8,817.24



3,909.03

5,968.77

3,481.34



2,487.43

3. Mindanao Sustainable Settlement Area Development (MINSSAD)

X, XI, CARAGA

122.71

103.36



19.35

4. Social Expenditures Management Project (SEMP II)

Nationwide

3,865.02

3,069.89



795.13

2. Secondary Education Development and Improvement Project (SEDIP)

December 2006–December 2007

IBRD July 1997– June 2006 JBIC April 1997– April 2006 ADB May 1999Dec 2007 JBIC March 2000Sept 2008 Sept 2001–June 2007 (school building construction and repair, desks/seats) Dec 2002–June 2006 (school building construction and repair) Dec 2002–June 2007 (Textbooks)

Source: *Adapted from Country Profile commissioned for the EFA Global Monitoring Report 2008, Education for All by 2015.

Basic Education Assistance for Mindanao Phase II, funded by the Australian Agency for International Development (AusAID), was aimed at helping selected divisions in Mindanao to formulate their educational development plans. The UNICEF-funded CPC 6 aims to improve access to quality Early Childhood Education and Formal Basic Education in 24 disadvantaged provinces and to create a network of childfriendly schools that promote effective teaching as well as gender-fair, health-promoting, protective,

and

inclusive

practices

with

community

participation.

Strengthening

Implementation of Basic Education in Selected Provinces in Visayas (STRIVE), a DepEd project supported by the Government of Australia through AusAid, aimed to improve the quality of, and access to, basic education in the Visayas through developing and strengthening selection education management and learning support systems. The 44

Government of Spain and the Government of the Philippines School Building Project 1 was intended to build classrooms in certain areas, improve teaching strategies, and strengthen the management capabilities of teachers and school managers to attain quality education for Filipino school children. The Mindanao Sustainable Settlement Area Development (MINSSAD) Project, under assistance of Japan Bank for International Cooperation (JBIC), is implemented in selected provinces in Mindanao by the Department of Agriculture, with DepEd providing supervision and technical assistance on the education component of the program. The Third Elementary Education Project, funded by the World Bank and JBIC, was instrumental for the piloting of SBM and its eventual inclusion as both a principle of education governance and policy initiative in RA 9155. The Secondary Education Development and Improvement Project (SEDIP I & II), funded by the Asian Development Bank (ADB) and JBIC, adopts TEEP in secondary education, and hence, another initiative in decentralized governance in education. The Social Expenditures Management Project (SEMP II), financed by the World Bank and implemented by DepEd, DOH, DSWD, and DPWH, aimed to provide quality inputs to social services such as education, health, and social welfare, as well as to enhance performance and governance quality through systems improvement and reforms such as in procurement, financial management, and information technology. Most of the ODA programs have been extended beyond the first phase.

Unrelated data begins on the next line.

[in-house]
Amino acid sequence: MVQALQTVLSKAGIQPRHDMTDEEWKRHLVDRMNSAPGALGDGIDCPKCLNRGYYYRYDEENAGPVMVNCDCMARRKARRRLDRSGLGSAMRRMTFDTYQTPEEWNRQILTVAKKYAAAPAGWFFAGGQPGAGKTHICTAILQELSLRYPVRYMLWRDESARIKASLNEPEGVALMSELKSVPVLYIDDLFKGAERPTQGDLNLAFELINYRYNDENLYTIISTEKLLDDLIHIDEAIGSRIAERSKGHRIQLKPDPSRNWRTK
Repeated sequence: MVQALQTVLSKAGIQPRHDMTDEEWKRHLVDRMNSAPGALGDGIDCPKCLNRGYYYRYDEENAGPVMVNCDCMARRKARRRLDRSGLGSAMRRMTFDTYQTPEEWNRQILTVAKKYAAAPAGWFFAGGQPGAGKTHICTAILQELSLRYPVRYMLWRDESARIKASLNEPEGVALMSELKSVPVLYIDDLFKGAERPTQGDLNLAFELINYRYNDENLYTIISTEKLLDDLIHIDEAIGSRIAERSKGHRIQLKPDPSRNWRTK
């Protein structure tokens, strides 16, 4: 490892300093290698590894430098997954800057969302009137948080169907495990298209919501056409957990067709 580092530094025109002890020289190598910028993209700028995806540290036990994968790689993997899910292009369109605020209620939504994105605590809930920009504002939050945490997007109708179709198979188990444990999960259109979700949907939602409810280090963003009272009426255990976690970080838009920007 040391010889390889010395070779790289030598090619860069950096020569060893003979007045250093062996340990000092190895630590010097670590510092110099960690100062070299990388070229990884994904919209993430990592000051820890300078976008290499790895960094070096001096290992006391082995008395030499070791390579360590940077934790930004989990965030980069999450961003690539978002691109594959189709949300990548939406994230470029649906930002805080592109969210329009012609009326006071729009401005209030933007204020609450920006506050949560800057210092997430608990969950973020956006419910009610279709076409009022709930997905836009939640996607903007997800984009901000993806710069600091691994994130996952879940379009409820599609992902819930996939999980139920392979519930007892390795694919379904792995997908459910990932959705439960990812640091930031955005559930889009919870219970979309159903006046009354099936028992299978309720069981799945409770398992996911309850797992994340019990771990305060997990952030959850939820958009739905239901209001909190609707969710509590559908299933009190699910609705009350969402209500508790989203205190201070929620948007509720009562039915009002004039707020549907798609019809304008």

4. Trends and Challenges Policy Gaps in Basic Education Governance 4.1 Sustainability of Performance Gains. Owing to the government’s policy actions, there has been a modicum of progress in some education outcomes (Tables 2.12 and 2.13), albeit far from achieving goal 2 of the MDGs, i.e., achieve universal primary education in light of the targets on net enrolment rate (NER) or participation rate, cohort survival rate (CSR), and completion rate. It is noteworthy that for both elementary and secondary education, participation rates, CSR, completion rates, and school leavers rates improved in SY 2007– 2008, dropout rates declined, and total enrolments improved. Sustaining such performance gains will help achieve the MTPDP targets, EFA goals, and MDGs. For example, participation rate in elementary education may have improved in SY 2007–2008, but it has yet to regain its highest rate of 89% in SY 2003–2004. Moreover, the declining rates in gross 45

enrolment ratio (GER) since 2006 for both elementary and secondary levels need to be addressed.18 The inverse correlation between low GER and NER in primary education by region on the one hand, and poverty incidence on the other, proves that the government needs to invest in primary education and in fighting poverty. This becomes even more compelling with the unfolding of the global financial crisis which has heightened the vulnerability of children from disadvantaged households.

Table 2.12 Selected Performance Indicators in Elementary Education, 2002–2007 2002–2003

2003–2004

2004–2005

2005–2006

2006–2007

2007–2008

Gross Enrolment Ratio

100.4

98.3

92.2

93.2

91.8

91.3

Participation Rate

83.3

88.7

87.1

84.4

83.2

84.8

Cohort Survival Rate (Grade VI)

69.5

63.6

63.8

60.5

64.3

65.7

Completion Rate

66.9

62.1

62.1

59

62.8

64.3

Average Dropout Rate

1.3

1.4

1.3

1.4

1.3

1.2

Average School Leaver Rate

7.4

9.1

9.0

9.9

8.8

8.5

Pupil-Teacher Ratios (PTRs), Nationally Funded

35.8

35.8

35.3

35.1

35.2

35.4

12,048,892

12,065,686

12,088,679

11,982,566

12,083,661

12,304,207